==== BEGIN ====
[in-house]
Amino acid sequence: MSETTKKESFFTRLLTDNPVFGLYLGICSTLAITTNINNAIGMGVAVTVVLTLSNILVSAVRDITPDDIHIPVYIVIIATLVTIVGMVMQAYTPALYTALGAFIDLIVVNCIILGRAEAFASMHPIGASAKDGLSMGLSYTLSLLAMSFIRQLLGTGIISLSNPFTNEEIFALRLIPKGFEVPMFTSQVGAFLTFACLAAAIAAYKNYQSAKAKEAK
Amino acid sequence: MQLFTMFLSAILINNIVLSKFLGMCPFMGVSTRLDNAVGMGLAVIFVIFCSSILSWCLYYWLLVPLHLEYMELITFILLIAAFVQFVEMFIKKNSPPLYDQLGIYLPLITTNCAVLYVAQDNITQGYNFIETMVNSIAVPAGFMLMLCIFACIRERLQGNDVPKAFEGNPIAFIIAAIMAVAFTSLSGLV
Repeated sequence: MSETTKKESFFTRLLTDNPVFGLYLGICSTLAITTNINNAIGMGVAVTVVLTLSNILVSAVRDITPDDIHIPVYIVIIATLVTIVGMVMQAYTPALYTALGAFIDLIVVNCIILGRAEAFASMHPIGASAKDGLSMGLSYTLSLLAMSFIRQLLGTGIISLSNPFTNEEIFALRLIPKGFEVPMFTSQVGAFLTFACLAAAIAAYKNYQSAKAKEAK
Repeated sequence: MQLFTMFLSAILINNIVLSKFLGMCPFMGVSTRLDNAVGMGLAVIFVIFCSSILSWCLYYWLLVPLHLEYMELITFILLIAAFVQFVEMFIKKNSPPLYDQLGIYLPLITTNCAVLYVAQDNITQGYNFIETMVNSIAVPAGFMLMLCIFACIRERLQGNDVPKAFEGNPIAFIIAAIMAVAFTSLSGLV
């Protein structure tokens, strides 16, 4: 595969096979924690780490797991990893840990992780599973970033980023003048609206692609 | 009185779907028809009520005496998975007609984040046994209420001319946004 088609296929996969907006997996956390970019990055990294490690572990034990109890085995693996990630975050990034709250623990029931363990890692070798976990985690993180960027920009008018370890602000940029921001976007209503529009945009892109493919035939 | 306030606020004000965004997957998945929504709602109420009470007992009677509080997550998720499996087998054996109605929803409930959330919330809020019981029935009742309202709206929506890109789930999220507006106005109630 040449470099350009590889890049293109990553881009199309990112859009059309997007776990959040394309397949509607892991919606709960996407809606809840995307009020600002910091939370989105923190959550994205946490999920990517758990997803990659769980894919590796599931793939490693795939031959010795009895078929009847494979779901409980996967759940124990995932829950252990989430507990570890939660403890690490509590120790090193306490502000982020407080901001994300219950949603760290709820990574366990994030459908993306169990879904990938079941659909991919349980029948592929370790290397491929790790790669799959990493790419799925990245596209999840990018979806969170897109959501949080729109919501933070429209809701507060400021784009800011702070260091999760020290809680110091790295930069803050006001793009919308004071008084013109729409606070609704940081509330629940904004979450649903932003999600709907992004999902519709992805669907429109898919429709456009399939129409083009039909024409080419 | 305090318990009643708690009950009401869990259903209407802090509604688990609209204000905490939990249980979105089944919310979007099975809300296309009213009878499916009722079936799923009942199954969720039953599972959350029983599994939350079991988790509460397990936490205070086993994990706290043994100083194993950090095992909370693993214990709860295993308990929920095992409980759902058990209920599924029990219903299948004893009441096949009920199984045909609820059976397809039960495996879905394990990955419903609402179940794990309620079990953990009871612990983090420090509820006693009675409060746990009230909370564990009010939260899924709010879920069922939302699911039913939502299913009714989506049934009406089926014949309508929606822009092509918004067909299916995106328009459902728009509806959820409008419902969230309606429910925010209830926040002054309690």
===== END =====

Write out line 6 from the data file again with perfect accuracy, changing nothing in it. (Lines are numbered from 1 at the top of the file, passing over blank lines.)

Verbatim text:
């Protein structure tokens, strides 16, 4: 595969096979924690780490797991990893840990992780599973970033980023003048609206692609 | 009185779907028809009520005496998975007609984040046994209420001319946004 088609296929996969907006997996956390970019990055990294490690572990034990109890085995693996990630975050990034709250623990029931363990890692070798976990985690993180960027920009008018370890602000940029921001976007209503529009945009892109493919035939 | 306030606020004000965004997957998945929504709602109420009470007992009677509080997550998720499996087998054996109605929803409930959330919330809020019981029935009742309202709206929506890109789930999220507006106005109630 040449470099350009590889890049293109990553881009199309990112859009059309997007776990959040394309397949509607892991919606709960996407809606809840995307009020600002910091939370989105923190959550994205946490999920990517758990997803990659769980894919590796599931793939490693795939031959010795009895078929009847494979779901409980996967759940124990995932829950252990989430507990570890939660403890690490509590120790090193306490502000982020407080901001994300219950949603760290709820990574366990994030459908993306169990879904990938079941659909991919349980029948592929370790290397491929790790790669799959990493790419799925990245596209999840990018979806969170897109959501949080729109919501933070429209809701507060400021784009800011702070260091999760020290809680110091790295930069803050006001793009919308004071008084013109729409606070609704940081509330629940904004979450649903932003999600709907992004999902519709992805669907429109898919429709456009399939129409083009039909024409080419 | 305090318990009643708690009950009401869990259903209407802090509604688990609209204000905490939990249980979105089944919310979007099975809300296309009213009878499916009722079936799923009942199954969720039953599972959350029983599994939350079991988790509460397990936490205070086993994990706290043994100083194993950090095992909370693993214990709860295993308990929920095992409980759902058990209920599924029990219903299948004893009441096949009920199984045909609820059976397809039960495996879905394990990955419903609402179940794990309620079990953990009871612990983090420090509820006693009675409060746990009230909370564990009010939260899924709010879920069922939302699911039913939502299913009714989506049934009406089926014949309508929606822009092509918004067909299916995106328009459902728009509806959820409008419902969230309606429910925010209830926040002054309690």